Bass fishing taught in Virginia schools

The initiative was developed by the state B.A.S.S. Federation Nation

Max Meadows Elementary School
Photo courtesy of Joan Blankenship
Jeff Freeman let children in the B.A.S.S. to Class program at Max Meadows Elementary School climb into his boat.

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Tyler Wade

Tyler Wade

Tyler Wade is the social media and B.A.S.S. Nation editor for B.A.S.S. Keep up with B.A.S.S. on Facebook and Twitter.

A proper education isn’t complete without bass fishing classes.

At least, that’s a philosophy that schools in Virginia are beginning to adopt, thanks to the B.A.S.S. Federation Nation of Virginia (BFNV).

B.A.S.S. to Class, a program developed by BFNV, is starting to spread throughout the state in third- and fourth-grade classes. It was first introduced in 2008 as a pilot program in Martinsville Middle School. Now, organizer Delores Martin has expanded it to include field trips to fish hatcheries and other local sites of interest in her technology program.

B.A.S.S. to Class teaches math, technology and science to children using Bassmaster Magazine, Lowrance GPS units, CastingKids and a lesson plan.

Teacher and BFNV member Joel Eberts introduced his class at Woolridge Elementary School to CastingKids using Zebco rods and reels at the beginning of the 2010-2011 school year, and he ended the year by holding five days of CastingKids competition in the class. His students went on to compete at the state level.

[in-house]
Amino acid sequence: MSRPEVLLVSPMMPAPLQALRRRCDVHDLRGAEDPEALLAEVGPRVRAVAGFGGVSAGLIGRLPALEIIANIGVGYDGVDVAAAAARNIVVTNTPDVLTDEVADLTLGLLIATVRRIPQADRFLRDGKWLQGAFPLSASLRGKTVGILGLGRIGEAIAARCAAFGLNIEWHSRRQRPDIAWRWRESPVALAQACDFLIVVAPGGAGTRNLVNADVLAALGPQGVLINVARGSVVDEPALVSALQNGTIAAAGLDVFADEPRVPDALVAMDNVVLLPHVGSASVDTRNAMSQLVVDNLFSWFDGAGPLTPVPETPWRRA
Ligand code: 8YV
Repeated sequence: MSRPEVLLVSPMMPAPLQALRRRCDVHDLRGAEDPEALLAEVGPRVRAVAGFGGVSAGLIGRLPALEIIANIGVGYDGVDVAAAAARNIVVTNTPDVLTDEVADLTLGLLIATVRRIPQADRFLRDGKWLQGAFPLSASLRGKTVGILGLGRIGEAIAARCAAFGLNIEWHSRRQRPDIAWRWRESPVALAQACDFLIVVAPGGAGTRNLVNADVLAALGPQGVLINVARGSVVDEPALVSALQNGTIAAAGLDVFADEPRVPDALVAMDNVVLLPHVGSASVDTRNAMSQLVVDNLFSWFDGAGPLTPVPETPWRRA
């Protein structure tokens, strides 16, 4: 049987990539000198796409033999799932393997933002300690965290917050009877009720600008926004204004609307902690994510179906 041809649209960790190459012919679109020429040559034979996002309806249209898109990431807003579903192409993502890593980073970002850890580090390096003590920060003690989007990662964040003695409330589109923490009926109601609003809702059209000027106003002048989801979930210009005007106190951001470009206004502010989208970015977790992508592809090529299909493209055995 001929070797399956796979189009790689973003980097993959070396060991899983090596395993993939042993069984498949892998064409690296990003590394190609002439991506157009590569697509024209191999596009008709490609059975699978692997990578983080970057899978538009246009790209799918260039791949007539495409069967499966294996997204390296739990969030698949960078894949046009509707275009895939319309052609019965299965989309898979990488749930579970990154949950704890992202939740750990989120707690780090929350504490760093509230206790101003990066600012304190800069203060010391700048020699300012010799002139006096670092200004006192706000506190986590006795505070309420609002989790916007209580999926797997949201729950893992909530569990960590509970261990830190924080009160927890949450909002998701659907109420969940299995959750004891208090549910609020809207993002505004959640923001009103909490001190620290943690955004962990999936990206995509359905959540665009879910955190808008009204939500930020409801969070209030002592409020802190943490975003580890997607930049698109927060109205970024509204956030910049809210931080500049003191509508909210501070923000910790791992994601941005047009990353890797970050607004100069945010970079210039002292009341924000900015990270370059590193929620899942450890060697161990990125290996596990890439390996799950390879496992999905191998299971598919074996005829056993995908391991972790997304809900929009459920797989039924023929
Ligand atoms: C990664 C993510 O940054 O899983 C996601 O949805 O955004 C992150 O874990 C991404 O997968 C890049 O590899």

Another BFNV member, Jeff Freeman, introduced the program to his son’s class, where Freeman’s former teacher was still teaching. Freeman, who won the 2007 B.A.S.S. Federation Nation Championship presented by Yamaha and Skeeter, took his boat to the school for the students to experience. Freeman hosted CastingKids in the school gymnasium, and student Sean Morgan won the contest and advanced to the state level. Nearly 80 students participated in the B.A.S.S. to Class.

“This program takes advance planning and often more than one trip is required,” said Joan Blankenship, former BFNV president, noting all the work that goes into setting up a B.A.S.S. to Class for a school.

“Every school in Virginia is different, and the level of understanding of what B.A.S.S. is and what it can do in the educational process depends on the individual teacher and the principal,” added Blankenship. “B.A.S.S. to Class is also designed to reach students at a much younger age than the junior angler programs and provides a forum for teachers who can expand on the program to meet individual needs. The overall goal is to get teachers to use B.A.S.S. resources in their classrooms.”

B.A.S.S. to Class has even gained sponsor support from Lowrance, Zebco, GEICO Insurance and pro angler Christiana Bradley.

“There was little interest in alternative educational programs that involved environmental issues back when we started,” said Blankenship. “Today, there are hundreds of them being introduced nationwide.”